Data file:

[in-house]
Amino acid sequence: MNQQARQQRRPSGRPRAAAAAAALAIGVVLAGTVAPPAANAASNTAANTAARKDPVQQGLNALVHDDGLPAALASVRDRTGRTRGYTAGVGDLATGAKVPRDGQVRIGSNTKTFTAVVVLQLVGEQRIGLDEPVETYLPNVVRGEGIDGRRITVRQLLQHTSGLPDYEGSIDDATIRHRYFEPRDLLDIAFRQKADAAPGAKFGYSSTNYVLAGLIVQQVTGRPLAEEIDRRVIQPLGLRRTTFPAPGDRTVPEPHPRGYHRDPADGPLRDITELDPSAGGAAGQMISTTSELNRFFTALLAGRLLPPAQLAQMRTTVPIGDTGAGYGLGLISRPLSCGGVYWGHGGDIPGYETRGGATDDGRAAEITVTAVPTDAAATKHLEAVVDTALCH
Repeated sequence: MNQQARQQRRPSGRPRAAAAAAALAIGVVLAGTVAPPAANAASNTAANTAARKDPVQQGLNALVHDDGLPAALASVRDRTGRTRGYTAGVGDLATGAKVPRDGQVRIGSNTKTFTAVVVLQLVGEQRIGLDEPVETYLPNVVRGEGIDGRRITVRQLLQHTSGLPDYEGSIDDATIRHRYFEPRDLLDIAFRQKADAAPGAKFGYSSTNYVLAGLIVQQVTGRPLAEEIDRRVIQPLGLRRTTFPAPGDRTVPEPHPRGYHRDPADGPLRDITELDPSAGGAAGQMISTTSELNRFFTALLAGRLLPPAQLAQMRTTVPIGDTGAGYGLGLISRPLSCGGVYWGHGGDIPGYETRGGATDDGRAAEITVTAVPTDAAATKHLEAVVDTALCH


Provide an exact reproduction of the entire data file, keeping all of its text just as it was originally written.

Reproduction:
[in-house]
Amino acid sequence: MNQQARQQRRPSGRPRAAAAAAALAIGVVLAGTVAPPAANAASNTAANTAARKDPVQQGLNALVHDDGLPAALASVRDRTGRTRGYTAGVGDLATGAKVPRDGQVRIGSNTKTFTAVVVLQLVGEQRIGLDEPVETYLPNVVRGEGIDGRRITVRQLLQHTSGLPDYEGSIDDATIRHRYFEPRDLLDIAFRQKADAAPGAKFGYSSTNYVLAGLIVQQVTGRPLAEEIDRRVIQPLGLRRTTFPAPGDRTVPEPHPRGYHRDPADGPLRDITELDPSAGGAAGQMISTTSELNRFFTALLAGRLLPPAQLAQMRTTVPIGDTGAGYGLGLISRPLSCGGVYWGHGGDIPGYETRGGATDDGRAAEITVTAVPTDAAATKHLEAVVDTALCH
Repeated sequence: MNQQARQQRRPSGRPRAAAAAAALAIGVVLAGTVAPPAANAASNTAANTAARKDPVQQGLNALVHDDGLPAALASVRDRTGRTRGYTAGVGDLATGAKVPRDGQVRIGSNTKTFTAVVVLQLVGEQRIGLDEPVETYLPNVVRGEGIDGRRITVRQLLQHTSGLPDYEGSIDDATIRHRYFEPRDLLDIAFRQKADAAPGAKFGYSSTNYVLAGLIVQQVTGRPLAEEIDRRVIQPLGLRRTTFPAPGDRTVPEPHPRGYHRDPADGPLRDITELDPSAGGAAGQMISTTSELNRFFTALLAGRLLPPAQLAQMRTTVPIGDTGAGYGLGLISRPLSCGGVYWGHGGDIPGYETRGGATDDGRAAEITVTAVPTDAAATKHLEAVVDTALCH